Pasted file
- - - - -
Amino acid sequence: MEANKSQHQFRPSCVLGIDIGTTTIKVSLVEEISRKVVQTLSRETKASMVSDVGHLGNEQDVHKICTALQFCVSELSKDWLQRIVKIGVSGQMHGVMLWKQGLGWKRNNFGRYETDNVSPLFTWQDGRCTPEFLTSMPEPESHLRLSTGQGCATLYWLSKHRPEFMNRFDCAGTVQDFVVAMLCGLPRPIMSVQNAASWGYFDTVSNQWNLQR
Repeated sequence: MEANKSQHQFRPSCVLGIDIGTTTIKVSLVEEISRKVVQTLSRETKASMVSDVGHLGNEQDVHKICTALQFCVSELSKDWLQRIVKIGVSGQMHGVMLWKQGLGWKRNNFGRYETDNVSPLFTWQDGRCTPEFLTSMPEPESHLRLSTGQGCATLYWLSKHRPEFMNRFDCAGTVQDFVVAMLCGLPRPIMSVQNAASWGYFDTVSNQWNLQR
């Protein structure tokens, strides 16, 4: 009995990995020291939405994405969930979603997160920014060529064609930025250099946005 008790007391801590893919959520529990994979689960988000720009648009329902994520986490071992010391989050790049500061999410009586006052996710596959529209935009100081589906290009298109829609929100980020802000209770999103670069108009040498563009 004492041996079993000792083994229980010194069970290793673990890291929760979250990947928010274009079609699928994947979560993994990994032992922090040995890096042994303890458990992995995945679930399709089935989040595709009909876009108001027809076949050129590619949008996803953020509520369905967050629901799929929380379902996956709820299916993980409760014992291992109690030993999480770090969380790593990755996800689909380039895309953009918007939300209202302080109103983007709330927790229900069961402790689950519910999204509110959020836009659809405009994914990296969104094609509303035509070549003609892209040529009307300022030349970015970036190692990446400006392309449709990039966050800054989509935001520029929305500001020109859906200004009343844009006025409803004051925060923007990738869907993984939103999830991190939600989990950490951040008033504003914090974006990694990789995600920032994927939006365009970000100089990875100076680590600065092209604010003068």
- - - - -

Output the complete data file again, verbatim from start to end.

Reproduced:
Amino acid sequence: MEANKSQHQFRPSCVLGIDIGTTTIKVSLVEEISRKVVQTLSRETKASMVSDVGHLGNEQDVHKICTALQFCVSELSKDWLQRIVKIGVSGQMHGVMLWKQGLGWKRNNFGRYETDNVSPLFTWQDGRCTPEFLTSMPEPESHLRLSTGQGCATLYWLSKHRPEFMNRFDCAGTVQDFVVAMLCGLPRPIMSVQNAASWGYFDTVSNQWNLQR
Repeated sequence: MEANKSQHQFRPSCVLGIDIGTTTIKVSLVEEISRKVVQTLSRETKASMVSDVGHLGNEQDVHKICTALQFCVSELSKDWLQRIVKIGVSGQMHGVMLWKQGLGWKRNNFGRYETDNVSPLFTWQDGRCTPEFLTSMPEPESHLRLSTGQGCATLYWLSKHRPEFMNRFDCAGTVQDFVVAMLCGLPRPIMSVQNAASWGYFDTVSNQWNLQR
């Protein structure tokens, strides 16, 4: 009995990995020291939405994405969930979603997160920014060529064609930025250099946005 008790007391801590893919959520529990994979689960988000720009648009329902994520986490071992010391989050790049500061999410009586006052996710596959529209935009100081589906290009298109829609929100980020802000209770999103670069108009040498563009 004492041996079993000792083994229980010194069970290793673990890291929760979250990947928010274009079609699928994947979560993994990994032992922090040995890096042994303890458990992995995945679930399709089935989040595709009909876009108001027809076949050129590619949008996803953020509520369905967050629901799929929380379902996956709820299916993980409760014992291992109690030993999480770090969380790593990755996800689909380039895309953009918007939300209202302080109103983007709330927790229900069961402790689950519910999204509110959020836009659809405009994914990296969104094609509303035509070549003609892209040529009307300022030349970015970036190692990446400006392309449709990039966050800054989509935001520029929305500001020109859906200004009343844009006025409803004051925060923007990738869907993984939103999830991190939600989990950490951040008033504003914090974006990694990789995600920032994927939006365009970000100089990875100076680590600065092209604010003068």